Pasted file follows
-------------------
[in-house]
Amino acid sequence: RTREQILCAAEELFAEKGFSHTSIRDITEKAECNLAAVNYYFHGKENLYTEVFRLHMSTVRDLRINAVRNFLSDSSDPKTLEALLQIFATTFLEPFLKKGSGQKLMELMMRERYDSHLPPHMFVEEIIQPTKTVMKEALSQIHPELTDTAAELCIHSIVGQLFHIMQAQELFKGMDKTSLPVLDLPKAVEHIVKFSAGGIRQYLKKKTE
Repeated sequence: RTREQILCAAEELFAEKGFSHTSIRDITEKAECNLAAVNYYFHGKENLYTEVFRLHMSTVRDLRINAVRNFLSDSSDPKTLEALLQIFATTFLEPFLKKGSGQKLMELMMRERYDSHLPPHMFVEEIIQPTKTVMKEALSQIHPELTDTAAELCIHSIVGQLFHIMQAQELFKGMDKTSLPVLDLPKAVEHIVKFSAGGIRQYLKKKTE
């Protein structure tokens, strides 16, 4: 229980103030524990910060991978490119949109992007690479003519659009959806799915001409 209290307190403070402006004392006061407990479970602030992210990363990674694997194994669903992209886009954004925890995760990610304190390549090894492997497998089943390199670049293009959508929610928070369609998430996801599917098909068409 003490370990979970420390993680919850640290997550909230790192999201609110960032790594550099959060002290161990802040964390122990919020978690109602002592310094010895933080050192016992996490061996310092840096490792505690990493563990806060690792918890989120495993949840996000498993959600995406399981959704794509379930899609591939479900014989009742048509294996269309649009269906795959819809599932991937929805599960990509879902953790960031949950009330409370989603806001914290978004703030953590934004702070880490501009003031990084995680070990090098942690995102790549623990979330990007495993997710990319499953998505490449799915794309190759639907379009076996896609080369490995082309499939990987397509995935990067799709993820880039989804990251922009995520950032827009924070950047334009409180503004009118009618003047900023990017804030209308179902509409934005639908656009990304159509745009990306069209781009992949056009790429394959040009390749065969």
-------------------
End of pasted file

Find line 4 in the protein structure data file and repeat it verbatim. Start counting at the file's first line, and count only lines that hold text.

């Protein structure tokens, strides 16, 4: 229980103030524990910060991978490119949109992007690479003519659009959806799915001409 209290307190403070402006004392006061407990479970602030992210990363990674694997194994669903992209886009954004925890995760990610304190390549090894492997497998089943390199670049293009959508929610928070369609998430996801599917098909068409 003490370990979970420390993680919850640290997550909230790192999201609110960032790594550099959060002290161990802040964390122990919020978690109602002592310094010895933080050192016992996490061996310092840096490792505690990493563990806060690792918890989120495993949840996000498993959600995406399981959704794509379930899609591939479900014989009742048509294996269309649009269906795959819809599932991937929805599960990509879902953790960031949950009330409370989603806001914290978004703030953590934004702070880490501009003031990084995680070990090098942690995102790549623990979330990007495993997710990319499953998505490449799915794309190759639907379009076996896609080369490995082309499939990987397509995935990067799709993820880039989804990251922009995520950032827009924070950047334009409180503004009118009618003047900023990017804030209308179902509409934005639908656009990304159509745009990306069209781009992949056009790429394959040009390749065969």